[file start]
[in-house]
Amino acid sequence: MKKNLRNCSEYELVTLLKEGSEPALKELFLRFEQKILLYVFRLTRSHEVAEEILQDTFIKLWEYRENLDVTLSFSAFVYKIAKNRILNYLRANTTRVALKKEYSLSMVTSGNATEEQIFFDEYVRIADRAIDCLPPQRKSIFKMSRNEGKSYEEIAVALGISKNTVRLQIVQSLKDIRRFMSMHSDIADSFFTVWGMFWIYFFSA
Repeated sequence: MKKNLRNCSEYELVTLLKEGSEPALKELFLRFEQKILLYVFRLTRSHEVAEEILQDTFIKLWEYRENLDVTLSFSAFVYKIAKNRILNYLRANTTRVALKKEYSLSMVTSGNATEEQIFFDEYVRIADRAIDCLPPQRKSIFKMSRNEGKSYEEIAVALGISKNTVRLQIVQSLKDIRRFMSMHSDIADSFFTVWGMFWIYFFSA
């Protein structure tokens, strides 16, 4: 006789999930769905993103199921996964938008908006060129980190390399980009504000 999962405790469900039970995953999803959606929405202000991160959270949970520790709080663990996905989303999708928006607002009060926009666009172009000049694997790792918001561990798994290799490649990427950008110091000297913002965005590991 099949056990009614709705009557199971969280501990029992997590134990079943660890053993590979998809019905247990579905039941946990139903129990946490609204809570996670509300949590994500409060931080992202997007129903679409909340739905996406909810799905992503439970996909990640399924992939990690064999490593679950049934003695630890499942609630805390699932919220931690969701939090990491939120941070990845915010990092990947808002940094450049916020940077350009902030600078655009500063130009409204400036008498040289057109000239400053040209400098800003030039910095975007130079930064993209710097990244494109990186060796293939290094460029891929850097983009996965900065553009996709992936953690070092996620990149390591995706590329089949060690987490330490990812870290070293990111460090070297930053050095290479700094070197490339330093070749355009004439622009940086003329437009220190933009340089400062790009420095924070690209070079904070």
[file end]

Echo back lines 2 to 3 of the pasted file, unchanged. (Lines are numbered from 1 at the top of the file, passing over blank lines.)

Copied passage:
Amino acid sequence: MKKNLRNCSEYELVTLLKEGSEPALKELFLRFEQKILLYVFRLTRSHEVAEEILQDTFIKLWEYRENLDVTLSFSAFVYKIAKNRILNYLRANTTRVALKKEYSLSMVTSGNATEEQIFFDEYVRIADRAIDCLPPQRKSIFKMSRNEGKSYEEIAVALGISKNTVRLQIVQSLKDIRRFMSMHSDIADSFFTVWGMFWIYFFSA
Repeated sequence: MKKNLRNCSEYELVTLLKEGSEPALKELFLRFEQKILLYVFRLTRSHEVAEEILQDTFIKLWEYRENLDVTLSFSAFVYKIAKNRILNYLRANTTRVALKKEYSLSMVTSGNATEEQIFFDEYVRIADRAIDCLPPQRKSIFKMSRNEGKSYEEIAVALGISKNTVRLQIVQSLKDIRRFMSMHSDIADSFFTVWGMFWIYFFSA